Other partisans also expressed outrage.
Senate Majority Leader Harry Reid said: "The president's decision to commute Mr. Libby's sentence is disgraceful. Libby's conviction was the one faint glimmer of accountability for White House efforts to manipulate intelligence and silence critics of the Iraq war. Now, even that small bit of justice has been undone.
"Judge (Reggie) Walton correctly determined that Libby deserved to be imprisoned for lying about a matter of national security," Reid said. "The Constitution gives President Bush the power to commute sentences, but history will judge him harshly for using that power to benefit his own vice president's chief of staff who was convicted of such a serious violation of law."
House Speaker Nancy Pelosi said: "The president's commutation of Scooter Libby's prison sentence does not serve justice, condones criminal conduct and is a betrayal of trust of the American people.
"The president said he would hold accountable anyone involved in the Valerie Plame leak case. By his action today, the president shows his word is not to be believed," Pelosi said. "He has abandoned all sense of fairness when it comes to justice, he has failed to uphold the rule of law, and he has failed to hold his administration accountable."
House Majority Leader Steny Hoyer said:"It is very disappointing that the president has chosen to substitute his judgment for that of the trial judge who heard all the evidence in Mr. Libby's case, as well as the federal appellate panel which ruled today that Mr. Libby could not delay serving his prison term.
"The charges against Mr. Libby were not insubstantial; a jury convicted him of lying to authorities and obstructing the investigation into the public disclosure of a CIA operative's identity." Stoyer said. " In the last election, accountability for wrongdoing was a major issue. With this decision today in the Libby case, the president continues to demonstrate that he rejects accountability for wrongdoing in his administration."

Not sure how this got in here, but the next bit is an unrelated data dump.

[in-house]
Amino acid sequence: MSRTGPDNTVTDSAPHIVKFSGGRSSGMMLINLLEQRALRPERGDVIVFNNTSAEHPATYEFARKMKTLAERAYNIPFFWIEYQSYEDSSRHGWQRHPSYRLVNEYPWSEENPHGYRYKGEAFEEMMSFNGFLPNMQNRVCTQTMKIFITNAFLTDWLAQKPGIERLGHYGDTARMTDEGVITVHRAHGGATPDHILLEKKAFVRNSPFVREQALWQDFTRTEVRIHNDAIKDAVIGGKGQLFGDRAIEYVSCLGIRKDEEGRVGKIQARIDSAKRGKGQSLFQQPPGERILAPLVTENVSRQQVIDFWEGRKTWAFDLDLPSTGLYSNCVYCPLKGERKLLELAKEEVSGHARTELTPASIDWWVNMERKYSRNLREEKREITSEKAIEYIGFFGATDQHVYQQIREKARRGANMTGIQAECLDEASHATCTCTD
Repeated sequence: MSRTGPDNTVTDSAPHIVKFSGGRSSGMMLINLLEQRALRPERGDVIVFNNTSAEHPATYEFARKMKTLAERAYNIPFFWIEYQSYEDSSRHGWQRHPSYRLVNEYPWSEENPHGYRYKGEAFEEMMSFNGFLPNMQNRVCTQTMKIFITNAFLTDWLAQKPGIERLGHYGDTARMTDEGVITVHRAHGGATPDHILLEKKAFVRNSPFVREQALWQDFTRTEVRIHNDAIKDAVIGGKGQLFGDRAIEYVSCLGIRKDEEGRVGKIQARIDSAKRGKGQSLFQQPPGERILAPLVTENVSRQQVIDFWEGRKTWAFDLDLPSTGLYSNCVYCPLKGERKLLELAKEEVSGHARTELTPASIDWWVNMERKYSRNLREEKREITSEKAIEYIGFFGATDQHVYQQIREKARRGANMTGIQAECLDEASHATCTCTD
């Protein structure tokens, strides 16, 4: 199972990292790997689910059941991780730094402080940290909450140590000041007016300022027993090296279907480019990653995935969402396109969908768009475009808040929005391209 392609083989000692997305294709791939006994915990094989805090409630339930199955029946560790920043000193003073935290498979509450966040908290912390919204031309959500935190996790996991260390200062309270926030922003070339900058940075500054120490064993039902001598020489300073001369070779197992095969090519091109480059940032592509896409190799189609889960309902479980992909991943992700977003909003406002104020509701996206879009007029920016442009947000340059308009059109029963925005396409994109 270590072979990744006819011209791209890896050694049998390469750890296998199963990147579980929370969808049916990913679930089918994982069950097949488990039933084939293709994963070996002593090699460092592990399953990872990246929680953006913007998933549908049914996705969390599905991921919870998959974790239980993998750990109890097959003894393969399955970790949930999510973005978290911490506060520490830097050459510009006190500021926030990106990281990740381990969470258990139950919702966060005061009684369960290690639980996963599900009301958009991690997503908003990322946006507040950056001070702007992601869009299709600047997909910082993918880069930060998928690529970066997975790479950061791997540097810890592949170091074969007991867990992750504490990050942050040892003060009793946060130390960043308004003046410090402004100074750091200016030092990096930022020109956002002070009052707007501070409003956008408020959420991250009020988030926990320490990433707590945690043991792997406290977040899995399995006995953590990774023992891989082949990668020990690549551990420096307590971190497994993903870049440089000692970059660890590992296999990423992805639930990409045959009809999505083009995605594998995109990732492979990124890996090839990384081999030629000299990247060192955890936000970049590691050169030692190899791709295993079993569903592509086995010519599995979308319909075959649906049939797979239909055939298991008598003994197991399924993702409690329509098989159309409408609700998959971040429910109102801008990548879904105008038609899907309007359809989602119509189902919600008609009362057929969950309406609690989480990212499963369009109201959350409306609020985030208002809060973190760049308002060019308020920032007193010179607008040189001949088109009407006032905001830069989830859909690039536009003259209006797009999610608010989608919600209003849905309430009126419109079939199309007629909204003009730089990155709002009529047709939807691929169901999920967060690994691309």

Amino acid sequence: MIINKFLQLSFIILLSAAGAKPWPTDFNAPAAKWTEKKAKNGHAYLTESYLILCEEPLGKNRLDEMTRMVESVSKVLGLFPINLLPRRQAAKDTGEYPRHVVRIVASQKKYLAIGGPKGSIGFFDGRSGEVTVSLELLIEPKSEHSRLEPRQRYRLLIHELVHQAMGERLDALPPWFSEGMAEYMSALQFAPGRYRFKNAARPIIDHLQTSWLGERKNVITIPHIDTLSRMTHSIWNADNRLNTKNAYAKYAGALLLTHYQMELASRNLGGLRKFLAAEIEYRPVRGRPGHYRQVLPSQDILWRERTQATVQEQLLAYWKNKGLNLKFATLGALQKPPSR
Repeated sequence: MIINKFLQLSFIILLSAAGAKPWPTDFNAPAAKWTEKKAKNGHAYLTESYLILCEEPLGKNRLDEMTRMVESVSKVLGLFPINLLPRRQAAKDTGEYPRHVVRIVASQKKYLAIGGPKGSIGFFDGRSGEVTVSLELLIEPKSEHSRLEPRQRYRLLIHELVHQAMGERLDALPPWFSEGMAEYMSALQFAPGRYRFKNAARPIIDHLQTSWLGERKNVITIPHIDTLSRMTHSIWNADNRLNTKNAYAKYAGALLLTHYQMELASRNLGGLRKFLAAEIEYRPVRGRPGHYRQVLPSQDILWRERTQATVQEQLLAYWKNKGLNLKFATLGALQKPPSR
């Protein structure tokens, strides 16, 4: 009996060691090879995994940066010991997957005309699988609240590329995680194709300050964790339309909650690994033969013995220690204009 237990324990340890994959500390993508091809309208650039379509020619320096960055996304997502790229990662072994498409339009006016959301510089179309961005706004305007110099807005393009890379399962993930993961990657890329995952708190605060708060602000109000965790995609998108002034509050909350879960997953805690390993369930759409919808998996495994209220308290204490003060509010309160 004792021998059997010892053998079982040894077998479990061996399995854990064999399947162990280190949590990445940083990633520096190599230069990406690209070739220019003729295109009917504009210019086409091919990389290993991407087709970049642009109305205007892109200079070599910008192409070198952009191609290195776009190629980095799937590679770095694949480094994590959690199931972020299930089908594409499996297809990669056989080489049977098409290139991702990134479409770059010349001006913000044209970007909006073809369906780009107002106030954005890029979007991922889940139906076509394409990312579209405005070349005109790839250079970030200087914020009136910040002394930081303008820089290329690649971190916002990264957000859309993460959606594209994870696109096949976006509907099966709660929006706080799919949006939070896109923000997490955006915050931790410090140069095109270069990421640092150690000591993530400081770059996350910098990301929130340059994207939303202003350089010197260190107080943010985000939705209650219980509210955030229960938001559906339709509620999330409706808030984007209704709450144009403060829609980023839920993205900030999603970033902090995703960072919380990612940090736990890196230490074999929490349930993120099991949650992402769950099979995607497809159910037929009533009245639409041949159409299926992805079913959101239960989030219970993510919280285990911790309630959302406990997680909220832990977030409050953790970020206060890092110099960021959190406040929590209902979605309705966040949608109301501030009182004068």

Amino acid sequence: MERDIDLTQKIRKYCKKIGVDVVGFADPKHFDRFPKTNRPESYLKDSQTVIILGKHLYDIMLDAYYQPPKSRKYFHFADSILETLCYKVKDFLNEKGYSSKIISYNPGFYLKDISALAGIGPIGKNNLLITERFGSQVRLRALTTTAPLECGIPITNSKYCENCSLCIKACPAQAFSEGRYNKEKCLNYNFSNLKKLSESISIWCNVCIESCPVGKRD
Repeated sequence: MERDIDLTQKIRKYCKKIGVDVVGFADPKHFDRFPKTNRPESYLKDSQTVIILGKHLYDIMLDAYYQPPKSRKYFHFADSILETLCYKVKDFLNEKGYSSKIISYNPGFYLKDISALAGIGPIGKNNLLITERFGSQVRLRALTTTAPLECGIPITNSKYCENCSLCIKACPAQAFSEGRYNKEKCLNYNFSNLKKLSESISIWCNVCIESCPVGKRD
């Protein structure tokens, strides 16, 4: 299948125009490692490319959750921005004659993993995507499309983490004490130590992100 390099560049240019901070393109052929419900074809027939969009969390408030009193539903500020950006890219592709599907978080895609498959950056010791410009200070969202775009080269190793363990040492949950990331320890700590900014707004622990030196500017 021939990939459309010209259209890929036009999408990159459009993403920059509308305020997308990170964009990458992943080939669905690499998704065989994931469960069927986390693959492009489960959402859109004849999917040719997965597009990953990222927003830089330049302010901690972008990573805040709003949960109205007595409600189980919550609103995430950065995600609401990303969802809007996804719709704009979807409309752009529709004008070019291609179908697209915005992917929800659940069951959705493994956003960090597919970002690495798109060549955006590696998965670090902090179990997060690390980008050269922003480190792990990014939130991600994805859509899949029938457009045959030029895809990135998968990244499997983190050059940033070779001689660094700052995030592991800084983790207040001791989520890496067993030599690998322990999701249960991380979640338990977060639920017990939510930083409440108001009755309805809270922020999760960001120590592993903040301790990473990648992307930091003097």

Massachusetts Sen. John Kerry also criticized the decision as a misstep of justice.
"President Bush's 11th hour commutation of Scooter Libby's sentence makes a mockery of the justice system and betrays the idea that all Americans are expected to be held accountable for their actions, even close friends of Vice President Cheney," Kerry said. "It's a tragedy that with young Americans paying the ultimate price in Iraq for this administration's mistakes, this White House continues to avoid accountability and reward deceit for their friends and supporters."
Independent Vermont Sen. Bernie Sanders also chimed in.
"A jury of his peers found Libby guilty of lying about his role in revealing the identity of a covert CIA operative," Sanders said. "It is unfortunate that President Bush in commuting his sentence has once again put political considerations above the interests of our judicial system."
Republican congressional leaders countered with statements of support for the reduced penalty for Vice President Dick Cheney's former chief of staff.
"President Bush did the right thing today in commuting the prison term for Scooter Libby," said House Republican Whip Roy Blunt. "The prison sentence was overly harsh and the punishment did not fit the crime. The sentence was based on charges that had nothing to do with the leak of the identity of a CIA operative."